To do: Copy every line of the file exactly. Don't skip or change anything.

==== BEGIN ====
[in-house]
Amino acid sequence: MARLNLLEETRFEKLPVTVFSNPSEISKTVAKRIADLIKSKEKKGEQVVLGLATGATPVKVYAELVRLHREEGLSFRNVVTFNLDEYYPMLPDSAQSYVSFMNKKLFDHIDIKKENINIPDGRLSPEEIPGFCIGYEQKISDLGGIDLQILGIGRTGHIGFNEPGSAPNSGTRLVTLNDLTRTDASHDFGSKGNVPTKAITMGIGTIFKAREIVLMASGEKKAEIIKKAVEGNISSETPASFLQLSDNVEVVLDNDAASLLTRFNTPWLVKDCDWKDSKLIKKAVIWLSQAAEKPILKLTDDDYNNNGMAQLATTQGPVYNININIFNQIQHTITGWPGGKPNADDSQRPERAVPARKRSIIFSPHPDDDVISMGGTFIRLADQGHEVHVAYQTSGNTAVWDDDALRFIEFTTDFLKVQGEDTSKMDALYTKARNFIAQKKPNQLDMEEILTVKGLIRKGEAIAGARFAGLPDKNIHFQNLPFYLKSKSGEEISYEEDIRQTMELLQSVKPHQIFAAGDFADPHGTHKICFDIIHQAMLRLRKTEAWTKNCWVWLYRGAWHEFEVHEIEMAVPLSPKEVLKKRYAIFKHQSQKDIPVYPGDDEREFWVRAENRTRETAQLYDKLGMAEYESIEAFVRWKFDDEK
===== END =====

[in-house]
Amino acid sequence: MARLNLLEETRFEKLPVTVFSNPSEISKTVAKRIADLIKSKEKKGEQVVLGLATGATPVKVYAELVRLHREEGLSFRNVVTFNLDEYYPMLPDSAQSYVSFMNKKLFDHIDIKKENINIPDGRLSPEEIPGFCIGYEQKISDLGGIDLQILGIGRTGHIGFNEPGSAPNSGTRLVTLNDLTRTDASHDFGSKGNVPTKAITMGIGTIFKAREIVLMASGEKKAEIIKKAVEGNISSETPASFLQLSDNVEVVLDNDAASLLTRFNTPWLVKDCDWKDSKLIKKAVIWLSQAAEKPILKLTDDDYNNNGMAQLATTQGPVYNININIFNQIQHTITGWPGGKPNADDSQRPERAVPARKRSIIFSPHPDDDVISMGGTFIRLADQGHEVHVAYQTSGNTAVWDDDALRFIEFTTDFLKVQGEDTSKMDALYTKARNFIAQKKPNQLDMEEILTVKGLIRKGEAIAGARFAGLPDKNIHFQNLPFYLKSKSGEEISYEEDIRQTMELLQSVKPHQIFAAGDFADPHGTHKICFDIIHQAMLRLRKTEAWTKNCWVWLYRGAWHEFEVHEIEMAVPLSPKEVLKKRYAIFKHQSQKDIPVYPGDDEREFWVRAENRTRETAQLYDKLGMAEYESIEAFVRWKFDDEK